For one, Germany -- against the advice of former President Donald Trump -- signed a deal with Russia, the country the NATO ally is supposed to be defending the European continent against, to have Moscow supply nearly all of its natural gas. The Nord Stream 2 pipeline is being built as we speak, and once it's online, Moscow will literally control nearly all Germans' thermostats during the country's icy winter months.
Meanwhile, Germans are getting less and less energy from reliable fossil fuel-burning plants and more of it from wind and solar power, both of which are far more expensive and entirely reliant on the weather -- all because their leaders believe cattle methane and SUVs are destroying the planet.
And now as winter approaches, the price of energy is skyrocketing, in part because what remains of fossil-fuel-generating power plants are running out of fossil fuels to burn for power generation, according to Bloomberg News:
The global energy crunch forced a German electricity producer to halt a power plant after it ran out of coal.
Steag GmbH closed its Bergkamen-A plant in the western part of the country this week due to shortages of hard coal, it said by email. The closure is the first sign that Europe may need to count on mild and windy weather to keep the lights on as the continent faces shortages of natural gas and coal is unlikely to come to rescue.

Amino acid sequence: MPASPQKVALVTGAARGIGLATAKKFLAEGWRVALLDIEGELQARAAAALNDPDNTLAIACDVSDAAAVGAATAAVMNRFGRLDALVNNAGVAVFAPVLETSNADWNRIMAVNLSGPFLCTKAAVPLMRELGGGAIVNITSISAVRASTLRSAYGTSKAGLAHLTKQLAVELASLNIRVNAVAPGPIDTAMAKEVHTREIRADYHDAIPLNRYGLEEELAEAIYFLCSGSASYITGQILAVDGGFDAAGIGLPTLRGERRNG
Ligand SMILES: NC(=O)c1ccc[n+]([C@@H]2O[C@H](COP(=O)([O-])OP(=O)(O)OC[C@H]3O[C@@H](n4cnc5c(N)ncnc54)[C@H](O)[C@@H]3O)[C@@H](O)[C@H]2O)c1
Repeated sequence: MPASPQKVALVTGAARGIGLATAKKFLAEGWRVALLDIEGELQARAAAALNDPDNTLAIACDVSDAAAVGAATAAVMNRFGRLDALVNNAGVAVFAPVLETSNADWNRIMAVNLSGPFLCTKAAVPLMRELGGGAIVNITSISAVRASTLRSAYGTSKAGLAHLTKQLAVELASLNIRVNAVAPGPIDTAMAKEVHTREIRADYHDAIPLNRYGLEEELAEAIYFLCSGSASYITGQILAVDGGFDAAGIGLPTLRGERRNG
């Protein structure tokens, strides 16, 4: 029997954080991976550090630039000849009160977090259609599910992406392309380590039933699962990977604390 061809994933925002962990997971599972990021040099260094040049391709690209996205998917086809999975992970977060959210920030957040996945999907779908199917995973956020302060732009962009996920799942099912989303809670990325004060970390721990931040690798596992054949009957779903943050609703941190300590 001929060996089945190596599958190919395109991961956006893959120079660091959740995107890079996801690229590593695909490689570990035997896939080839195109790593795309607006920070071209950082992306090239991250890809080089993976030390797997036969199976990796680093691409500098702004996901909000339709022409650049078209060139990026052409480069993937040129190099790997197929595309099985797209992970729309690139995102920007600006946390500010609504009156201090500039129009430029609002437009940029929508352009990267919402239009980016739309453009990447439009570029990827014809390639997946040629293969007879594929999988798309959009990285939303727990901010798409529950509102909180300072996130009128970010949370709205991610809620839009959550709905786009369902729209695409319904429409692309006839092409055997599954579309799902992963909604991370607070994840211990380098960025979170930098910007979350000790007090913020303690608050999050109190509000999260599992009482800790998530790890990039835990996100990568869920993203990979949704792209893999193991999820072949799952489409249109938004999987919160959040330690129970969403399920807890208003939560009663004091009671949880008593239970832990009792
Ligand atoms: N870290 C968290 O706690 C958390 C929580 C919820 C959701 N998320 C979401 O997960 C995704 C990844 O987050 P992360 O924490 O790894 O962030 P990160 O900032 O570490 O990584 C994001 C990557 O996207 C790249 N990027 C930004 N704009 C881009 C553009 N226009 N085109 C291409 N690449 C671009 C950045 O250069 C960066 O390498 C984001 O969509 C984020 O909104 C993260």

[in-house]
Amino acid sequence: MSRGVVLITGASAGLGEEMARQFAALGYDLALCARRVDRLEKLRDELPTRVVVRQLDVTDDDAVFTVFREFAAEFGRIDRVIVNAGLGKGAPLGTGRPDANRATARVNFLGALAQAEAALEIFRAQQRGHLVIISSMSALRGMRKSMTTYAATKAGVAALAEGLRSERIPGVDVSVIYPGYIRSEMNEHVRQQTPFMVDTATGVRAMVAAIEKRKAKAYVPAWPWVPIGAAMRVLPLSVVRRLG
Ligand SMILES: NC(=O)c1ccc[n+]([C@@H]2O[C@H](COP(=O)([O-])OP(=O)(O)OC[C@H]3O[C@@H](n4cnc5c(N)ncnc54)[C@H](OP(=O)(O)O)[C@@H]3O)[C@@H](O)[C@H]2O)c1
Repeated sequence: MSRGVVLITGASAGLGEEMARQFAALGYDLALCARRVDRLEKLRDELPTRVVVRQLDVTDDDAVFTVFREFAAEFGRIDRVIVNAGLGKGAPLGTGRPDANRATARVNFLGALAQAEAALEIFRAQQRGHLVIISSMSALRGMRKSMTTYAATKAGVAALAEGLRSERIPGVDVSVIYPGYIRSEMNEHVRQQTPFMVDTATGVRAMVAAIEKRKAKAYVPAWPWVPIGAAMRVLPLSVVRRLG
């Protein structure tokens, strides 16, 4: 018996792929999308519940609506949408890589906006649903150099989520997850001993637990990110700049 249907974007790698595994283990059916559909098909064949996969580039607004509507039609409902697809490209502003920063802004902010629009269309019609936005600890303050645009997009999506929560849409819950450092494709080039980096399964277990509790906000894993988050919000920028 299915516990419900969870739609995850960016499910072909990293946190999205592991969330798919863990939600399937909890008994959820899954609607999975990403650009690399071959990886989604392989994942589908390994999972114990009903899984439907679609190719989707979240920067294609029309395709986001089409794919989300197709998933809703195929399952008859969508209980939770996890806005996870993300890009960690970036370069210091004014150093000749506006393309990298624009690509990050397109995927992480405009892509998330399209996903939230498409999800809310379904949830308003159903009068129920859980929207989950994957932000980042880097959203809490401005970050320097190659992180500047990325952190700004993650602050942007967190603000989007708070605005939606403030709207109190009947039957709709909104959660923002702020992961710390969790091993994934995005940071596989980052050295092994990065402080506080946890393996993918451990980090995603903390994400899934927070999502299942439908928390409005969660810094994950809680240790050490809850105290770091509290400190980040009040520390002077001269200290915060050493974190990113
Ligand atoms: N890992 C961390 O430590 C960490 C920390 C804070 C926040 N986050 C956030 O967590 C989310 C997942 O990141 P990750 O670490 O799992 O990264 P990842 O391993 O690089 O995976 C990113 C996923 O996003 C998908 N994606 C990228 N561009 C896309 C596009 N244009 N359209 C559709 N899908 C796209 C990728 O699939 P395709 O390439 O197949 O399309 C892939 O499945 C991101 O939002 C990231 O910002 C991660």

Energy prices are soaring from the U.S. to Europe and Asia as economies rebound from a pandemic-induced lull and people return to the office. The shortage is so acute that China ordered its state-owned companies to secure supplies at all costs and Europe is burning more of its already depleted stocks of the dirtiest of fossil fuel, a move that may complicate climate talks next month.
“We are short of hard coal,” said Daniel Muhlenfeld, a spokesman for Steag. “There is a strong demand for coal per se and secondly, there is a strong demand for transport by barge. And since Bergkamen has no rail connection, there are no logistical alternatives available here.
“We are dealing with a double bottleneck.” Muhlenfeld said. “This is not a specific problem for Steag but a common problem for nearly all owners of hard coal-based power plants these days.”
The plant was halted four times in September for as long as six days due to shortages; other plants are experiencing similar shortages as well. And when there are shortages for a product in high demand, the result is much higher prices. In fact, prices for German energy have not been this high since the collapse days following the end of the country's World War I loss.
What's more, Germany isn't the only European country suffering shortages -- as winter approaches. And of course, all of this is playing into the hands of Russian President Vladimir Putin, who has turned his country's oil-and-gas sector loose to produce as Trump did, which ended up making America energy independent for the first time in decades, now reversed thanks to the economy-killing policies of the Marxists running Joe Biden's regime.
Still, Germany and other European nations continue down the 'renewable energy' path because their leaders are true believers in the Church of Climate Change, though it will be decades -- and many cold winters -- before the transition away from cheaper and far more plentiful fossil fuels is even remotely possible.